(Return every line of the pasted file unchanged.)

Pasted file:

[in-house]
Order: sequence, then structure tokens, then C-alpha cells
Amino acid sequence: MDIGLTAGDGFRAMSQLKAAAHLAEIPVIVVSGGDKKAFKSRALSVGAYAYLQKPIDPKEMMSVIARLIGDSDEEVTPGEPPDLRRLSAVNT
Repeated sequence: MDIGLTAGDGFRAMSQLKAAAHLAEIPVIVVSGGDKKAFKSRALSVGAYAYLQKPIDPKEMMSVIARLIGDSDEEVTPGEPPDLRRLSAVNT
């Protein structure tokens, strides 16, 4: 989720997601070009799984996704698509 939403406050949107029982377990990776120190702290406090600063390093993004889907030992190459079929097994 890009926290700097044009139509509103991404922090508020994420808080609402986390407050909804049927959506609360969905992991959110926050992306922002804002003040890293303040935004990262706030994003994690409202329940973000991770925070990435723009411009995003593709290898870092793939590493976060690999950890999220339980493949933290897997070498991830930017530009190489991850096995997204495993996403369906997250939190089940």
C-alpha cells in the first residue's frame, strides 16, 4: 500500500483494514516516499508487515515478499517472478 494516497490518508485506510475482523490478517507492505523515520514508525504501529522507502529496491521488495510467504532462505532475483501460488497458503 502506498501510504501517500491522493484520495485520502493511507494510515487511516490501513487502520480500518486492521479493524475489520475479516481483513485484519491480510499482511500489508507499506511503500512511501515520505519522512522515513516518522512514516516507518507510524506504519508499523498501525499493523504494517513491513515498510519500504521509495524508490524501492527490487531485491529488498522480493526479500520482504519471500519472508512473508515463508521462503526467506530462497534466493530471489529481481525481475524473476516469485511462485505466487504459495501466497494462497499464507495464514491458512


[in-house]
Order: sequence, then structure tokens, then C-alpha cells
Amino acid sequence: MDIGLTAGDGFRAMSQLKAAAHLAEIPVIVVSGGDKKAFKSRALSVGAYAYLQKPIDPKEMMSVIARLIGDSDEEVTPGEPPDLRRLSAVNT
Repeated sequence: MDIGLTAGDGFRAMSQLKAAAHLAEIPVIVVSGGDKKAFKSRALSVGAYAYLQKPIDPKEMMSVIARLIGDSDEEVTPGEPPDLRRLSAVNT
């Protein structure tokens, strides 16, 4: 989720997601070009799984996704698509 939403406050949107029982377990990776120190702290406090600063390093993004889907030992190459079929097994 890009926290700097044009139509509103991404922090508020994420808080609402986390407050909804049927959506609360969905992991959110926050992306922002804002003040890293303040935004990262706030994003994690409202329940973000991770925070990435723009411009995003593709290898870092793939590493976060690999950890999220339980493949933290897997070498991830930017530009190489991850096995997204495993996403369906997250939190089940």
C-alpha cells in the first residue's frame, strides 16, 4: 500500500483494514516516499508487515515478499517472478 494516497490518508485506510475482523490478517507492505523515520514508525504501529522507502529496491521488495510467504532462505532475483501460488497458503 502506498501510504501517500491522493484520495485520502493511507494510515487511516490501513487502520480500518486492521479493524475489520475479516481483513485484519491480510499482511500489508507499506511503500512511501515520505519522512522515513516518522512514516516507518507510524506504519508499523498501525499493523504494517513491513515498510519500504521509495524508490524501492527490487531485491529488498522480493526479500520482504519471500519472508512473508515463508521462503526467506530462497534466493530471489529481481525481475524473476516469485511462485505466487504459495501466497494462497499464507495464514491458512